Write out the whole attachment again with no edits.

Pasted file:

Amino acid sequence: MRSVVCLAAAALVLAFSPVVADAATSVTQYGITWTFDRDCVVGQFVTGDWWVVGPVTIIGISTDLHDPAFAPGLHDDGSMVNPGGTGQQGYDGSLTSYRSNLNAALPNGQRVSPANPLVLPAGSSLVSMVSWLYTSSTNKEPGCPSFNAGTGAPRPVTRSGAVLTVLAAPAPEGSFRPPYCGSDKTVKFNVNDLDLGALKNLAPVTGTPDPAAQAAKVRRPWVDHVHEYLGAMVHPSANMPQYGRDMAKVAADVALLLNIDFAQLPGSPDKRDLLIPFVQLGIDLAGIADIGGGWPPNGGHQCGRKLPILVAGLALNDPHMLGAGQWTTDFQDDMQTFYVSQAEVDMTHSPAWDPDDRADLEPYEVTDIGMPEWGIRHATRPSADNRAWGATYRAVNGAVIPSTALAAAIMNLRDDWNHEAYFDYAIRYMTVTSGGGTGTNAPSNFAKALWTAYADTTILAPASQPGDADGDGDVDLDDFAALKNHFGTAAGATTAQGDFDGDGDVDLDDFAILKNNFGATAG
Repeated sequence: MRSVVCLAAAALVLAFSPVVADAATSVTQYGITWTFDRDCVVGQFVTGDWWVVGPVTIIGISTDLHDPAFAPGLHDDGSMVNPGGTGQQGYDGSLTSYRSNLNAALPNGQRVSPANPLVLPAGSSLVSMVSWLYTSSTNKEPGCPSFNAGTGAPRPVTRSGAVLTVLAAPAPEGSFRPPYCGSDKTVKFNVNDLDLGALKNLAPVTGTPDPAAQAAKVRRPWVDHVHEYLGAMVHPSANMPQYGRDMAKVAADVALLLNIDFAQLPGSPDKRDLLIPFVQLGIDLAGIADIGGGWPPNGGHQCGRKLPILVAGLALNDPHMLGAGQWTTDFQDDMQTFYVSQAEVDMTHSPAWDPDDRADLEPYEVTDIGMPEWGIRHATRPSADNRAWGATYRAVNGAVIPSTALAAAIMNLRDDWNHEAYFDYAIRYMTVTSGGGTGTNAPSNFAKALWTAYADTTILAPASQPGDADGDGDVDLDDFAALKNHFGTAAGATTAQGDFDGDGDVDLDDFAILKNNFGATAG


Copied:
Amino acid sequence: MRSVVCLAAAALVLAFSPVVADAATSVTQYGITWTFDRDCVVGQFVTGDWWVVGPVTIIGISTDLHDPAFAPGLHDDGSMVNPGGTGQQGYDGSLTSYRSNLNAALPNGQRVSPANPLVLPAGSSLVSMVSWLYTSSTNKEPGCPSFNAGTGAPRPVTRSGAVLTVLAAPAPEGSFRPPYCGSDKTVKFNVNDLDLGALKNLAPVTGTPDPAAQAAKVRRPWVDHVHEYLGAMVHPSANMPQYGRDMAKVAADVALLLNIDFAQLPGSPDKRDLLIPFVQLGIDLAGIADIGGGWPPNGGHQCGRKLPILVAGLALNDPHMLGAGQWTTDFQDDMQTFYVSQAEVDMTHSPAWDPDDRADLEPYEVTDIGMPEWGIRHATRPSADNRAWGATYRAVNGAVIPSTALAAAIMNLRDDWNHEAYFDYAIRYMTVTSGGGTGTNAPSNFAKALWTAYADTTILAPASQPGDADGDGDVDLDDFAALKNHFGTAAGATTAQGDFDGDGDVDLDDFAILKNNFGATAG
Repeated sequence: MRSVVCLAAAALVLAFSPVVADAATSVTQYGITWTFDRDCVVGQFVTGDWWVVGPVTIIGISTDLHDPAFAPGLHDDGSMVNPGGTGQQGYDGSLTSYRSNLNAALPNGQRVSPANPLVLPAGSSLVSMVSWLYTSSTNKEPGCPSFNAGTGAPRPVTRSGAVLTVLAAPAPEGSFRPPYCGSDKTVKFNVNDLDLGALKNLAPVTGTPDPAAQAAKVRRPWVDHVHEYLGAMVHPSANMPQYGRDMAKVAADVALLLNIDFAQLPGSPDKRDLLIPFVQLGIDLAGIADIGGGWPPNGGHQCGRKLPILVAGLALNDPHMLGAGQWTTDFQDDMQTFYVSQAEVDMTHSPAWDPDDRADLEPYEVTDIGMPEWGIRHATRPSADNRAWGATYRAVNGAVIPSTALAAAIMNLRDDWNHEAYFDYAIRYMTVTSGGGTGTNAPSNFAKALWTAYADTTILAPASQPGDADGDGDVDLDDFAALKNHFGTAAGATTAQGDFDGDGDVDLDDFAILKNNFGATAG